5) Cropsey (2009) The escaped mental patient is the focus of some of the most popular stories told around campfires. But what if those stories are true? This film sets out to explore the urban legend of "Cropsey," and then moves into the chilling tale of real-life boogieman Andre Rand, who preyed on the children of Staten Island. The horrific acts committed by Rand and the tremendous fear of the community affected by his crimes makes] Cropsey a blood-curdling movie that you can only wish was fake.
4) My Amityville Horror (2013) In the '70s, a newlywed couple with three children moved into a house in Amityville, New York. Over the next 28 days, the family was tormented by paranormal elements, including poltergeists and demons. From that story came The Amityville Horror, a film franchise spanning twelve movies that started in 1979 and continues today. Over forty years after the initial incident, one of the children is speaking out about his experience: Daniel Lutz is the center of My Amityville Horror, in which he talks with unflinching certainty about the terrors of his childhood. This spell-binding documentary might make you question what really took place in that house, but Lutz's testimony is compelling...and scary.
Keep reading for three more scary documentaries. 3) Going to Pieces: The Rise and Fall about the Slasher Film (2006) While not based on a true horror story, Going to Pieces comments on the cultural impact of scary movies. Despite the general lack of respect for these movies, the film showcases their importance, arguing that there is a little blood lust is in all of us.. Going to Pieces chronicles the evolution of these movies -- from 1972's The House on the Left to 2004's Saw -- analyzing budgets, politics, general themes and audiences. In the process, It features plenty of gory excitement and great interviews with horror-movie favorites like Wes Craven, John Carpenter and Rob Zombie.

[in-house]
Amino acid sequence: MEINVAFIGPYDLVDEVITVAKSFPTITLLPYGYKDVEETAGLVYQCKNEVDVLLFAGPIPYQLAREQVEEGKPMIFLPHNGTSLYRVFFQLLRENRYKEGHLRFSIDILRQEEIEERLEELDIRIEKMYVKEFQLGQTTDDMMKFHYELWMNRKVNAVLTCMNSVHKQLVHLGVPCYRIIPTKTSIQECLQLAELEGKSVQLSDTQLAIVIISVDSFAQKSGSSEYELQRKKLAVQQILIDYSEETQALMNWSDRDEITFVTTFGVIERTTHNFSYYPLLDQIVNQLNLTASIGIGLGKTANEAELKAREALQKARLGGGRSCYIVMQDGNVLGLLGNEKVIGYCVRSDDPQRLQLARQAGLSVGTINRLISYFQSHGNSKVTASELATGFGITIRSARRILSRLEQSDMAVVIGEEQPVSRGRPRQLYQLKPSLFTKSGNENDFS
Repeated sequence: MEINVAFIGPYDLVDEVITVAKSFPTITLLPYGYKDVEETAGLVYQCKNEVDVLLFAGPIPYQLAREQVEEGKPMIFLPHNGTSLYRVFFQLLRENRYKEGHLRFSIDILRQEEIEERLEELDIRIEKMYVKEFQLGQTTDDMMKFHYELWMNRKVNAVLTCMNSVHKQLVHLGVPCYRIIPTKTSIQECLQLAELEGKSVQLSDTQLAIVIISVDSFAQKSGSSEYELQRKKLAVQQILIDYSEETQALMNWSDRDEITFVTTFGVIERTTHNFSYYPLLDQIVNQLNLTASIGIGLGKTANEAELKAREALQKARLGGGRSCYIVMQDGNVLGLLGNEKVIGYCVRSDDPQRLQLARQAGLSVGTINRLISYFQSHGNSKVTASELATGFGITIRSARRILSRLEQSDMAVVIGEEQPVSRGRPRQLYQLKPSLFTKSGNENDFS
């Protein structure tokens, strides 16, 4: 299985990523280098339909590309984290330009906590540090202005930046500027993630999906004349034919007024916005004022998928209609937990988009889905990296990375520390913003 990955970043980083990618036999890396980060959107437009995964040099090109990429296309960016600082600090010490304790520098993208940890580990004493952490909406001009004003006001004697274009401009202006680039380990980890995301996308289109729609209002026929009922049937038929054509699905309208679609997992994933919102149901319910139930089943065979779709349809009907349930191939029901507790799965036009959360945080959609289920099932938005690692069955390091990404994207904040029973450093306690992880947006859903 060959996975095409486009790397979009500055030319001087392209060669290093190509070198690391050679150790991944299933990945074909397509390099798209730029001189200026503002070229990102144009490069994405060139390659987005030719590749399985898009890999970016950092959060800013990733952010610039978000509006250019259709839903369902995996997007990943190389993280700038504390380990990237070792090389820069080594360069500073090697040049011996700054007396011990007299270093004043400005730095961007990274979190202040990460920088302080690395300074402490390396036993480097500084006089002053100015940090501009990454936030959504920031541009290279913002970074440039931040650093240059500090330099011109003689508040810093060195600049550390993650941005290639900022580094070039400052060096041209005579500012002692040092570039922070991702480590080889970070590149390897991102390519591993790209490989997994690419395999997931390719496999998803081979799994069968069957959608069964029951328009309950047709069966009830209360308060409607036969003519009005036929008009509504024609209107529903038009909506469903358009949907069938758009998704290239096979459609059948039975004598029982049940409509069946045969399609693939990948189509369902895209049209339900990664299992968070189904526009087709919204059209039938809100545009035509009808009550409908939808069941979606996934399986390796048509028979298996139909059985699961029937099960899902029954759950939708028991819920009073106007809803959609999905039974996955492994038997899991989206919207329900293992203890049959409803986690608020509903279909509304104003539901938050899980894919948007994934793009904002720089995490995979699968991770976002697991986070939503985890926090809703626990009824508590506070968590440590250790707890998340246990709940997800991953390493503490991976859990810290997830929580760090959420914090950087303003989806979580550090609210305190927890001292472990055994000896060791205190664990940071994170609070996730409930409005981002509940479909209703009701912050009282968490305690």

2) Titicut Follies (1967) Titicut Follies gives you the inside look you never wanted into the state Prison for the Criminally Insane in Bridgewater, Massachusetts. It's much more frightening than any fictitious insane asylum, because these are real people. You see the patients interact with guards, social workers and psychiatrists, and it makes you question where the real evil is. Because of the movie's graphic -- and not too flattering -- portrayal of inmate treatment, it suffered decades of censorship and was only released to the public in 1991. By the end of the movie,you'll be begging for your own freedom. Keep reading for one more scary documentary. 1) Killer Legends (2014) Most fears stem from urban legends, stories that evolve from a mixture of rumor and reality to create the perfect nightmare. Filmmakers Joshua Zeman and Rachel Mills set out to find the truth behind the fiction. Killer Legends explores four famous stories -- The Candyman, The Baby-Sitter and the Man Upstairs, The Hookman and The Killer Clown. These are four horror tropes we've all heard, four gruesome tales of murders, rapists, kidnappers and poisonous candy. Truth is indeed stranger than fiction, though Killer Legends is an entertaining and endlessly creepy movie.
Follow Amanda Moutinho on Twitter at @amandamoutinho.